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28 AIR FORCE BASE GLOBAL SysTEM LEVELS I ncreasing: Transaction Rates I nformation Rates On-Line Reliability Availability of Computer System s Availability of Communications Communications Capacity 1 MANUFACTURING A SYSTEM LEVELS GLOB L Air Force or Command Level Computers . Base Host Computers Business | Host Factory Host Process Functional Monitori ng or Tenant or Control Computers Functional System '1 ' .1 . Machine I nstrument Test, Control, Control, or Terminals , Terminals LOCAL LOCAL ALL LEVELS: Integrity of data, good recovery and restart, high information transfer rates. FIGURE 1 I ncreasing: Complexity of Data Complexity of Calculations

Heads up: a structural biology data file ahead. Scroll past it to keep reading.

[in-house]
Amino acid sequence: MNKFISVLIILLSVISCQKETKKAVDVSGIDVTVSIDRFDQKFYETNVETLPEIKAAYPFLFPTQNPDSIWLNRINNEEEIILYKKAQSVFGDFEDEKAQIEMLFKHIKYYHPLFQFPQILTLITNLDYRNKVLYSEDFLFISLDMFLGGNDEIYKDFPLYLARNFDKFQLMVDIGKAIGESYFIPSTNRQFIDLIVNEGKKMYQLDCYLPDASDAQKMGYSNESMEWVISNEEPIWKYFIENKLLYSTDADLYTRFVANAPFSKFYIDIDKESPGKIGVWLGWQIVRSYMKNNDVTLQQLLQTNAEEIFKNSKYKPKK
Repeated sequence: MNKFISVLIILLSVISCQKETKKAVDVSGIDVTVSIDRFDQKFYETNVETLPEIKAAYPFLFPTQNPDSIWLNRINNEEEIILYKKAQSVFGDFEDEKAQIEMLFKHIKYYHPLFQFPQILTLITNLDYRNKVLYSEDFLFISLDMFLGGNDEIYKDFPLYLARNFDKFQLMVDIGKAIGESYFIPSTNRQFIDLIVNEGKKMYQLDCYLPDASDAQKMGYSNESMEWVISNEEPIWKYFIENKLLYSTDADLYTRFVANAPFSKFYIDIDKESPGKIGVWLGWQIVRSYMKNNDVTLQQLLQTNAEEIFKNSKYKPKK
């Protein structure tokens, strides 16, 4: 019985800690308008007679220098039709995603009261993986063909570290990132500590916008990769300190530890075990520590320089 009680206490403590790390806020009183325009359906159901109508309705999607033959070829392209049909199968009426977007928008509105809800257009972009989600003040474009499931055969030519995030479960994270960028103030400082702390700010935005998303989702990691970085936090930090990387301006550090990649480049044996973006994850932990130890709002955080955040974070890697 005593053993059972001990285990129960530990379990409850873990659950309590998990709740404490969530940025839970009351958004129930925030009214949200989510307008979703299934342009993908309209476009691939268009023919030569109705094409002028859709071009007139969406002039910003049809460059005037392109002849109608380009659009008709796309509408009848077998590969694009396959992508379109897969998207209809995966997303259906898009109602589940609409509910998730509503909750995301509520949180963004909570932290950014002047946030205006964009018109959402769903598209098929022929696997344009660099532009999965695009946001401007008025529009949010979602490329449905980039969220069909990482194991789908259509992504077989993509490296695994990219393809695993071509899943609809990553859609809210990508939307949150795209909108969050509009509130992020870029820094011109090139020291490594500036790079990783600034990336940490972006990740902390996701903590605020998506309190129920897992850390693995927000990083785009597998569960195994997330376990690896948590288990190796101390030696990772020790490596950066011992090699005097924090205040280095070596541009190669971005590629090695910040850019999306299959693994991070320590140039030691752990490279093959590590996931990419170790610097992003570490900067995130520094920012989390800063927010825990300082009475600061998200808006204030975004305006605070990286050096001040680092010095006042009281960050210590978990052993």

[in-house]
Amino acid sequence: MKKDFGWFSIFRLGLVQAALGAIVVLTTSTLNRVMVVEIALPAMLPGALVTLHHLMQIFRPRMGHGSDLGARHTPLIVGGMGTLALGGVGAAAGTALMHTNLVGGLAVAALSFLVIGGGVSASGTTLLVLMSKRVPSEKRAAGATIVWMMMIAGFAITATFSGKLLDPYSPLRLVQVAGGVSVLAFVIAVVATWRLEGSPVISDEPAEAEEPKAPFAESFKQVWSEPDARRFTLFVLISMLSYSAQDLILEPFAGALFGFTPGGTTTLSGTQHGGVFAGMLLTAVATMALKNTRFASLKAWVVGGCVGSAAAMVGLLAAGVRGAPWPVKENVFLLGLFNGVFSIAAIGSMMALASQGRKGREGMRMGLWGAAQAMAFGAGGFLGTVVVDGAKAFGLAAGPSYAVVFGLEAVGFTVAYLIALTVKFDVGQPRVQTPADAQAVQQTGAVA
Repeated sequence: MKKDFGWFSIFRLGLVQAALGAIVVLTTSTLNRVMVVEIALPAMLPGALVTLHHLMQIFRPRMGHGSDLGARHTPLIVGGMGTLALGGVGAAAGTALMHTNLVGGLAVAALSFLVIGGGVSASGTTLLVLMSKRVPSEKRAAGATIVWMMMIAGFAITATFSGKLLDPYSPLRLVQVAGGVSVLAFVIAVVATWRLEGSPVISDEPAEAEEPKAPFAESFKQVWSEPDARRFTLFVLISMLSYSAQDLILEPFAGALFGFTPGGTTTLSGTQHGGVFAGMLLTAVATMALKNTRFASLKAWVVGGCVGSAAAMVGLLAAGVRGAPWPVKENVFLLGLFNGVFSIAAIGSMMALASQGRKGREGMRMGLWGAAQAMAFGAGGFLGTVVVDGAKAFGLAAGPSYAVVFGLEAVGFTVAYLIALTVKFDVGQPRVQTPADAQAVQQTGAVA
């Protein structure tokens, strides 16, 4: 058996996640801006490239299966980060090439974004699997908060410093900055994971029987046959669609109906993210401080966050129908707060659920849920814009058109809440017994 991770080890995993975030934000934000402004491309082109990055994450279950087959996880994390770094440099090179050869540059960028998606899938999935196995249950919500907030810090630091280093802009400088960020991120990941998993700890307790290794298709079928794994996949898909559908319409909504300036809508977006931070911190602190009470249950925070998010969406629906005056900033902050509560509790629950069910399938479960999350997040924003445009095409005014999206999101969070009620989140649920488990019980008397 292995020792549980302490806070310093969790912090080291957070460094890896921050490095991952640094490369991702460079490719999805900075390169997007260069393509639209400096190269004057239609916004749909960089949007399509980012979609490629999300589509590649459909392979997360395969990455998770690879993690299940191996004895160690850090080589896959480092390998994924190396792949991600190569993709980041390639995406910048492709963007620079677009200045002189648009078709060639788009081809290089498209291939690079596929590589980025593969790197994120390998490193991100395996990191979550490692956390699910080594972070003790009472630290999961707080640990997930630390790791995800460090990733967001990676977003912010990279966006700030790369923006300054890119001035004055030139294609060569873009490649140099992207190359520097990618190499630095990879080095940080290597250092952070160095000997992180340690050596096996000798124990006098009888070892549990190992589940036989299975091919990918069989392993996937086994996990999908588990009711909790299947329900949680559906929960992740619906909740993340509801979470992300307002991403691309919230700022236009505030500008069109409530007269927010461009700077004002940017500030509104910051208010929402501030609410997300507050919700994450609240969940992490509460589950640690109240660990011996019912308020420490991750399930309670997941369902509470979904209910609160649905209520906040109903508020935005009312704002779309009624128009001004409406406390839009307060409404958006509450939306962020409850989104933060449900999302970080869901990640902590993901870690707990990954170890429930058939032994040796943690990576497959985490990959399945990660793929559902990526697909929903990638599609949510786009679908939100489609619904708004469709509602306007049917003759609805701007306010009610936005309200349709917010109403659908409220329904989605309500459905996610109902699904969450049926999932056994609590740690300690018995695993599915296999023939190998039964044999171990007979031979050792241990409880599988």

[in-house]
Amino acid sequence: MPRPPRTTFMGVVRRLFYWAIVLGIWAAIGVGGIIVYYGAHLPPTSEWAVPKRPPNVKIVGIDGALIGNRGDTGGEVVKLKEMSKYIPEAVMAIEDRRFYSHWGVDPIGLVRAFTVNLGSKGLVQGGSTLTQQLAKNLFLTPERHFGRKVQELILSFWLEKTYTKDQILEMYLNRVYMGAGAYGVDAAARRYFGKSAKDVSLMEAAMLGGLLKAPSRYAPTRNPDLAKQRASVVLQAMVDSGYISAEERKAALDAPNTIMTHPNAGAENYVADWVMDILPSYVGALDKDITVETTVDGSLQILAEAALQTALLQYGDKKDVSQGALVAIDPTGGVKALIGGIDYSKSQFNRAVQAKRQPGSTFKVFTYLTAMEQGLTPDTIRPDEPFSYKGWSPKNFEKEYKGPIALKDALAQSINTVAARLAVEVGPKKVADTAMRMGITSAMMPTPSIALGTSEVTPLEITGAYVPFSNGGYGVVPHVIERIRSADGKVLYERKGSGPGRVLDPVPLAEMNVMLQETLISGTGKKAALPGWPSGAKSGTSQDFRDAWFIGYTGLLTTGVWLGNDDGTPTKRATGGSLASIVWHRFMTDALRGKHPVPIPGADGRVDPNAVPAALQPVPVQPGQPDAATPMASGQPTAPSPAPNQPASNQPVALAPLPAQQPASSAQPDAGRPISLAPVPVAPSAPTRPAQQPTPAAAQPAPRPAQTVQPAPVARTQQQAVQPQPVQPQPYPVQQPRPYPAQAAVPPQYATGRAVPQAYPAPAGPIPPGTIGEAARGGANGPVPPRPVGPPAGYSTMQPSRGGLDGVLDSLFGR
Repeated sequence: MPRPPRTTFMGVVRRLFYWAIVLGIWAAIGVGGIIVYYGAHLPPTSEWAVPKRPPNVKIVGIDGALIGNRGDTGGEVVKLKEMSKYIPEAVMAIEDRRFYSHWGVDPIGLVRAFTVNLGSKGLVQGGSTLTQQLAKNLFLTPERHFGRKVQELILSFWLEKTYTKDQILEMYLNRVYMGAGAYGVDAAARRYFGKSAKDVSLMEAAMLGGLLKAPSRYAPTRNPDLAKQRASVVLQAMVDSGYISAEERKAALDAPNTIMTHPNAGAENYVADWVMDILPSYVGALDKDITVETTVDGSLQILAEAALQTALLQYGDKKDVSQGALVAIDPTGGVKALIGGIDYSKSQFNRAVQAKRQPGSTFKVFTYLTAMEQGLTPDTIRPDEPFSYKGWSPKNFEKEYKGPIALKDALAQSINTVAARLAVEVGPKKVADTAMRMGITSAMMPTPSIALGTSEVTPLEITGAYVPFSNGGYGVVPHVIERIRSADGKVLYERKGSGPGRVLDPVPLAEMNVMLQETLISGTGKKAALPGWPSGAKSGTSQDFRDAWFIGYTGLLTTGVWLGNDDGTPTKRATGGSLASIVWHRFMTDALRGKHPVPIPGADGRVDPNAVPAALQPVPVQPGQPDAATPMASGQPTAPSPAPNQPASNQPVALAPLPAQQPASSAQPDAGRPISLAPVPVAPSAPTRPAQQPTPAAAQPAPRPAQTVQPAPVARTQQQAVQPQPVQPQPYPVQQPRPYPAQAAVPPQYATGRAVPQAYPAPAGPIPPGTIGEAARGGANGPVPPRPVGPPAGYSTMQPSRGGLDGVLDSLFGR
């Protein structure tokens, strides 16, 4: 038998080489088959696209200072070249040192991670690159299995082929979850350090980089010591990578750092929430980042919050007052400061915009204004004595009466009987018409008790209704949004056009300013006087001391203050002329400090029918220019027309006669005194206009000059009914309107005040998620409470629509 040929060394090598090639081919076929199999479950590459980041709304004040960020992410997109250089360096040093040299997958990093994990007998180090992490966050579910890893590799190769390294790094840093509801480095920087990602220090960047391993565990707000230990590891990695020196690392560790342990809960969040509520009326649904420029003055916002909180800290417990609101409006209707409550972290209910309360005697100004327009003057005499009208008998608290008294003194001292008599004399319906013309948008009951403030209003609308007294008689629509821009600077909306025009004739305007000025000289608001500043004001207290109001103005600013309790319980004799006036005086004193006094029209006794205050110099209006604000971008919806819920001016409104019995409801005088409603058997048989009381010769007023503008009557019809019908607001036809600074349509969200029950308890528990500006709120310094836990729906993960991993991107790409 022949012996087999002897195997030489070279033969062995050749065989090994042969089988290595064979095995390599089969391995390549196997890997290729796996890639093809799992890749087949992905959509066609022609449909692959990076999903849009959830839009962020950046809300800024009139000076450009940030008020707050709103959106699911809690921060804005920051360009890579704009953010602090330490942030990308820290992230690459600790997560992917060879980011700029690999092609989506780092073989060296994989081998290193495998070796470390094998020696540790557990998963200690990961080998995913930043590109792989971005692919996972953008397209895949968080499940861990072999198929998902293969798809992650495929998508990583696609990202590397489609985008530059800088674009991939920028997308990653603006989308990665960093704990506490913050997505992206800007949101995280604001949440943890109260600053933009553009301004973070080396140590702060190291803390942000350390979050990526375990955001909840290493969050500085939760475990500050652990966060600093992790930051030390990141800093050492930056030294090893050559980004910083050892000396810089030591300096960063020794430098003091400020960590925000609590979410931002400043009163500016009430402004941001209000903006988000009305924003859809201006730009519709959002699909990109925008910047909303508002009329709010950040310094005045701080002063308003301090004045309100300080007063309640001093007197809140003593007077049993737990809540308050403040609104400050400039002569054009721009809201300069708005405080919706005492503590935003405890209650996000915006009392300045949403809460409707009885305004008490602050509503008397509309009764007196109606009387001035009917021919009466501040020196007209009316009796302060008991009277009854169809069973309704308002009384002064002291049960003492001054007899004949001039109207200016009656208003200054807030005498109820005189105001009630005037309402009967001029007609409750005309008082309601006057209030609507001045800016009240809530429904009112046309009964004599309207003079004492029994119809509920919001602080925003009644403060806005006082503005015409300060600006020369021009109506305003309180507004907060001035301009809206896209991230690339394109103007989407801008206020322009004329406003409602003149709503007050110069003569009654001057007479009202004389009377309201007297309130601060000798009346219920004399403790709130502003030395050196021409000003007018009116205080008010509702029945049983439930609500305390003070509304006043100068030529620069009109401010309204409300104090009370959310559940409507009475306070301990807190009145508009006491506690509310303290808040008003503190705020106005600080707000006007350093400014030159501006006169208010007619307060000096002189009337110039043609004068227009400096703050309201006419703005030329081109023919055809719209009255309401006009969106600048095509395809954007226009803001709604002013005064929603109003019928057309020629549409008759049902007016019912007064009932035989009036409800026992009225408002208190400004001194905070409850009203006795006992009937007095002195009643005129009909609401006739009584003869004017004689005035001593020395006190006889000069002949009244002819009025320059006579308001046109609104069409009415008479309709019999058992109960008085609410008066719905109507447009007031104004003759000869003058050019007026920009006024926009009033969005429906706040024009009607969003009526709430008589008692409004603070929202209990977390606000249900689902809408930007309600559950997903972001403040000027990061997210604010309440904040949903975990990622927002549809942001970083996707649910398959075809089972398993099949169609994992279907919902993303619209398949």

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29 In addition to technical considerations already touched upon, factors of personality and management style are important. For example, managers may not want the next higher levels of management to control or have access to their entire data bases, preferring to retain control of their total resources. Such nontechnical factors tend also to favor distributed systems. Most of the above reasoning appears to apply to Air Force information systems. Because of the Air Force's mission, the final system may be more distributed than that planned for the initial implementation of Phase IV. However, it is certainly not true of operational units, such as combat units that may be moved almost anywhere in the world on very short notice. Most locations, for example, lack the base support systems available at major air bases in the United States. In addition, remote locations may lack communications and computing facilities, or such facilities may be damaged or destroyed in war. Under such circumstances, each potentially mobile unit could profitably have the hardware, software, and data bases to support its operations. The technical means to do this is either here or just around the corner. In the future, each aircraft wing, for example, will probably be able to take its own information system along when it deploys to another base. The host computers at each major base in Phase IV should be able to support such mobile information systems. As the Base Level Automation System evolves, intelligent automated data gathering, intelligent terminals, and microcomputers will probably reach much farther down in the base support/tenant hierarchy. For example, recording flight and engine histories in machine-readable form is presently feasible at a cost in weight and power that will undoubtedly decrease in the future. Voice input may be used to capture the details of maintenance functions, and voice output to coach a technician in a specialized task. The use of computer terminals by maintenance personnel could give them ready access to current technical data and guidance. These few suggestions illustrate the many ways in which the Base Level Automation System may well extend its services. Nevertheless, the system's structure will continue to need centralized host data processing, even where many computing elements already function. These needs include: The consolidation of common ar~d/or global data. General-purpose batch, time-sharing, and transaction processing. The provision of a centralized software engineering environment and the establishment and control of interface, data base, and development standards. The integration of maintenance activities throughout the hierarchy. Specialized software and hardware